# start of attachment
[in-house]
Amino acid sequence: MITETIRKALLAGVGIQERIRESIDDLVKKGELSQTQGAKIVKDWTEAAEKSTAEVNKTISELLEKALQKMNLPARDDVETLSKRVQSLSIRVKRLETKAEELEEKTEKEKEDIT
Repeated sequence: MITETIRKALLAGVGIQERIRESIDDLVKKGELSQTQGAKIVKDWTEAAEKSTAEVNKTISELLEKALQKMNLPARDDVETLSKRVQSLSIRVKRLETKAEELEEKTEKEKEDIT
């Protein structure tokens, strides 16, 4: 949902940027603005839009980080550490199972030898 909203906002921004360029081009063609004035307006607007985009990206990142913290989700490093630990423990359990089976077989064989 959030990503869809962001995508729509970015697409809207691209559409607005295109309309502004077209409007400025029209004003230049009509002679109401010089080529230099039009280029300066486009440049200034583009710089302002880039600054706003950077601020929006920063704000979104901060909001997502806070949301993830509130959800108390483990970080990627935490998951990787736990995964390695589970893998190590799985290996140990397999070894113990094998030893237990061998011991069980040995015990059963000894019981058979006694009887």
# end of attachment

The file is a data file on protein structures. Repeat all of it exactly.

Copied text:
[in-house]
Amino acid sequence: MITETIRKALLAGVGIQERIRESIDDLVKKGELSQTQGAKIVKDWTEAAEKSTAEVNKTISELLEKALQKMNLPARDDVETLSKRVQSLSIRVKRLETKAEELEEKTEKEKEDIT
Repeated sequence: MITETIRKALLAGVGIQERIRESIDDLVKKGELSQTQGAKIVKDWTEAAEKSTAEVNKTISELLEKALQKMNLPARDDVETLSKRVQSLSIRVKRLETKAEELEEKTEKEKEDIT
């Protein structure tokens, strides 16, 4: 949902940027603005839009980080550490199972030898 909203906002921004360029081009063609004035307006607007985009990206990142913290989700490093630990423990359990089976077989064989 959030990503869809962001995508729509970015697409809207691209559409607005295109309309502004077209409007400025029209004003230049009509002679109401010089080529230099039009280029300066486009440049200034583009710089302002880039600054706003950077601020929006920063704000979104901060909001997502806070949301993830509130959800108390483990970080990627935490998951990787736990995964390695589970893998190590799985290996140990397999070894113990094998030893237990061998011991069980040995015990059963000894019981058979006694009887």